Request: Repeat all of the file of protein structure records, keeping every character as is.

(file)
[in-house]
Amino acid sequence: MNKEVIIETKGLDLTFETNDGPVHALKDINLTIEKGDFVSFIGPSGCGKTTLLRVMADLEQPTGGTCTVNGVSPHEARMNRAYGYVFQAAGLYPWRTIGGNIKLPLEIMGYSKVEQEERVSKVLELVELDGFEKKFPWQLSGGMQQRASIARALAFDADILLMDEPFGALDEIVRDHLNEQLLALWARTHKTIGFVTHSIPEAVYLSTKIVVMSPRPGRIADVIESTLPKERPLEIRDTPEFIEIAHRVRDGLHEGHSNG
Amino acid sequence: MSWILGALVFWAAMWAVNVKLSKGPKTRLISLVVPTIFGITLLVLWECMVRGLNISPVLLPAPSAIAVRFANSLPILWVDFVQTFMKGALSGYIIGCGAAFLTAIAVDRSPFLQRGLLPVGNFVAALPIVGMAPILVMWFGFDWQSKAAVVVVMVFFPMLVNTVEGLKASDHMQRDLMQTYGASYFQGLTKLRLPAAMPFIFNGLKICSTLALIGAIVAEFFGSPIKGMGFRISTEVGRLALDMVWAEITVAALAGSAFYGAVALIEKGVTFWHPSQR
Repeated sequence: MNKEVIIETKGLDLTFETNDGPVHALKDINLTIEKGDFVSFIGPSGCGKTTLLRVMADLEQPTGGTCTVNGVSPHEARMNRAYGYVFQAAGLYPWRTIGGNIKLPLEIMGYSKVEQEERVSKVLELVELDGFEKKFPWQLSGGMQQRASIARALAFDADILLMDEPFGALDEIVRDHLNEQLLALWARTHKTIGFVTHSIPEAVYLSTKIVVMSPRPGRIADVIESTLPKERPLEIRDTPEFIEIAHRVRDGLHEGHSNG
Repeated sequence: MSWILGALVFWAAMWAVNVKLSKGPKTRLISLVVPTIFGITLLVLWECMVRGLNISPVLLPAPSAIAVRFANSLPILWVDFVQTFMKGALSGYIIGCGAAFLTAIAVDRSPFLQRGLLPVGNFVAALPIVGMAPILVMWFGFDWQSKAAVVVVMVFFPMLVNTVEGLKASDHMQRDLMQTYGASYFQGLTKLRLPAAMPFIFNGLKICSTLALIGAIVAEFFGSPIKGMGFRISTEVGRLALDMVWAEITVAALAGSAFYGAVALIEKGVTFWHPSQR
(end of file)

[in-house]
Amino acid sequence: MNKEVIIETKGLDLTFETNDGPVHALKDINLTIEKGDFVSFIGPSGCGKTTLLRVMADLEQPTGGTCTVNGVSPHEARMNRAYGYVFQAAGLYPWRTIGGNIKLPLEIMGYSKVEQEERVSKVLELVELDGFEKKFPWQLSGGMQQRASIARALAFDADILLMDEPFGALDEIVRDHLNEQLLALWARTHKTIGFVTHSIPEAVYLSTKIVVMSPRPGRIADVIESTLPKERPLEIRDTPEFIEIAHRVRDGLHEGHSNG
Amino acid sequence: MSWILGALVFWAAMWAVNVKLSKGPKTRLISLVVPTIFGITLLVLWECMVRGLNISPVLLPAPSAIAVRFANSLPILWVDFVQTFMKGALSGYIIGCGAAFLTAIAVDRSPFLQRGLLPVGNFVAALPIVGMAPILVMWFGFDWQSKAAVVVVMVFFPMLVNTVEGLKASDHMQRDLMQTYGASYFQGLTKLRLPAAMPFIFNGLKICSTLALIGAIVAEFFGSPIKGMGFRISTEVGRLALDMVWAEITVAALAGSAFYGAVALIEKGVTFWHPSQR
Repeated sequence: MNKEVIIETKGLDLTFETNDGPVHALKDINLTIEKGDFVSFIGPSGCGKTTLLRVMADLEQPTGGTCTVNGVSPHEARMNRAYGYVFQAAGLYPWRTIGGNIKLPLEIMGYSKVEQEERVSKVLELVELDGFEKKFPWQLSGGMQQRASIARALAFDADILLMDEPFGALDEIVRDHLNEQLLALWARTHKTIGFVTHSIPEAVYLSTKIVVMSPRPGRIADVIESTLPKERPLEIRDTPEFIEIAHRVRDGLHEGHSNG
Repeated sequence: MSWILGALVFWAAMWAVNVKLSKGPKTRLISLVVPTIFGITLLVLWECMVRGLNISPVLLPAPSAIAVRFANSLPILWVDFVQTFMKGALSGYIIGCGAAFLTAIAVDRSPFLQRGLLPVGNFVAALPIVGMAPILVMWFGFDWQSKAAVVVVMVFFPMLVNTVEGLKASDHMQRDLMQTYGASYFQGLTKLRLPAAMPFIFNGLKICSTLALIGAIVAEFFGSPIKGMGFRISTEVGRLALDMVWAEITVAALAGSAFYGAVALIEKGVTFWHPSQR